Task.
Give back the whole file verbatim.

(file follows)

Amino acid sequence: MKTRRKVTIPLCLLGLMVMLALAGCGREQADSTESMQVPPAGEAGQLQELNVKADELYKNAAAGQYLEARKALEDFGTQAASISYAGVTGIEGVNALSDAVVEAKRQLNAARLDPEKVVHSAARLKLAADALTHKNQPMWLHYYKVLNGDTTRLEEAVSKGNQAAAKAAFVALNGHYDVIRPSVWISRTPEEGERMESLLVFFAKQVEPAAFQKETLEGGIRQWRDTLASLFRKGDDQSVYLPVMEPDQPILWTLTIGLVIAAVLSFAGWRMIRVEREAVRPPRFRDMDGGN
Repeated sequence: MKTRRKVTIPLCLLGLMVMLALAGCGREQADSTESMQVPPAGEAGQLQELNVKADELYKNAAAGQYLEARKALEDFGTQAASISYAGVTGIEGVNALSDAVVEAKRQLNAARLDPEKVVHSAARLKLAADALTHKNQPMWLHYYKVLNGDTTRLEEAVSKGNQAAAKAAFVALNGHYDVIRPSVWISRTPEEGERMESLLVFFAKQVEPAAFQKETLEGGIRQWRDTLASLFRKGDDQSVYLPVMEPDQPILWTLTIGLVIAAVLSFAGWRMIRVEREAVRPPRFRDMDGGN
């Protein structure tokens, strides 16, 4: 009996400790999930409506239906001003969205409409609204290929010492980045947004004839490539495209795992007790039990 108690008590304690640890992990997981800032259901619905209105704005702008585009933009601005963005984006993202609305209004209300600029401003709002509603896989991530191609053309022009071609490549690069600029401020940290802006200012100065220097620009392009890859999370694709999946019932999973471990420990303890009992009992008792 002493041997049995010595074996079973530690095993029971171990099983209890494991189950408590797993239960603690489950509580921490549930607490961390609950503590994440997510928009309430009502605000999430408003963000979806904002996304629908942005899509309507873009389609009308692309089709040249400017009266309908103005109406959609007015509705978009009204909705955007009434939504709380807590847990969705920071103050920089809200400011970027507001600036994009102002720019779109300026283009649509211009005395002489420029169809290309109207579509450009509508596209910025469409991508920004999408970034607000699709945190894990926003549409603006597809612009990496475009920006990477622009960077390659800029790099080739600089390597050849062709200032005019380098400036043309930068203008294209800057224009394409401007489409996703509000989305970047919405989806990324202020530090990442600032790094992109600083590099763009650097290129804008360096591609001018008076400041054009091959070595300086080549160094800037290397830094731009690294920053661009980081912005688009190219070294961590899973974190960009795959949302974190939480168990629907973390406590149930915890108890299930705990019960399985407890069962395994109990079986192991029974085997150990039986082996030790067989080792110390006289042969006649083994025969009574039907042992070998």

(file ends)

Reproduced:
Amino acid sequence: MKTRRKVTIPLCLLGLMVMLALAGCGREQADSTESMQVPPAGEAGQLQELNVKADELYKNAAAGQYLEARKALEDFGTQAASISYAGVTGIEGVNALSDAVVEAKRQLNAARLDPEKVVHSAARLKLAADALTHKNQPMWLHYYKVLNGDTTRLEEAVSKGNQAAAKAAFVALNGHYDVIRPSVWISRTPEEGERMESLLVFFAKQVEPAAFQKETLEGGIRQWRDTLASLFRKGDDQSVYLPVMEPDQPILWTLTIGLVIAAVLSFAGWRMIRVEREAVRPPRFRDMDGGN
Repeated sequence: MKTRRKVTIPLCLLGLMVMLALAGCGREQADSTESMQVPPAGEAGQLQELNVKADELYKNAAAGQYLEARKALEDFGTQAASISYAGVTGIEGVNALSDAVVEAKRQLNAARLDPEKVVHSAARLKLAADALTHKNQPMWLHYYKVLNGDTTRLEEAVSKGNQAAAKAAFVALNGHYDVIRPSVWISRTPEEGERMESLLVFFAKQVEPAAFQKETLEGGIRQWRDTLASLFRKGDDQSVYLPVMEPDQPILWTLTIGLVIAAVLSFAGWRMIRVEREAVRPPRFRDMDGGN
């Protein structure tokens, strides 16, 4: 009996400790999930409506239906001003969205409409609204290929010492980045947004004839490539495209795992007790039990 108690008590304690640890992990997981800032259901619905209105704005702008585009933009601005963005984006993202609305209004209300600029401003709002509603896989991530191609053309022009071609490549690069600029401020940290802006200012100065220097620009392009890859999370694709999946019932999973471990420990303890009992009992008792 002493041997049995010595074996079973530690095993029971171990099983209890494991189950408590797993239960603690489950509580921490549930607490961390609950503590994440997510928009309430009502605000999430408003963000979806904002996304629908942005899509309507873009389609009308692309089709040249400017009266309908103005109406959609007015509705978009009204909705955007009434939504709380807590847990969705920071103050920089809200400011970027507001600036994009102002720019779109300026283009649509211009005395002489420029169809290309109207579509450009509508596209910025469409991508920004999408970034607000699709945190894990926003549409603006597809612009990496475009920006990477622009960077390659800029790099080739600089390597050849062709200032005019380098400036043309930068203008294209800057224009394409401007489409996703509000989305970047919405989806990324202020530090990442600032790094992109600083590099763009650097290129804008360096591609001018008076400041054009091959070595300086080549160094800037290397830094731009690294920053661009980081912005688009190219070294961590899973974190960009795959949302974190939480168990629907973390406590149930915890108890299930705990019960399985407890069962395994109990079986192991029974085997150990039986082996030790067989080792110390006289042969006649083994025969009574039907042992070998």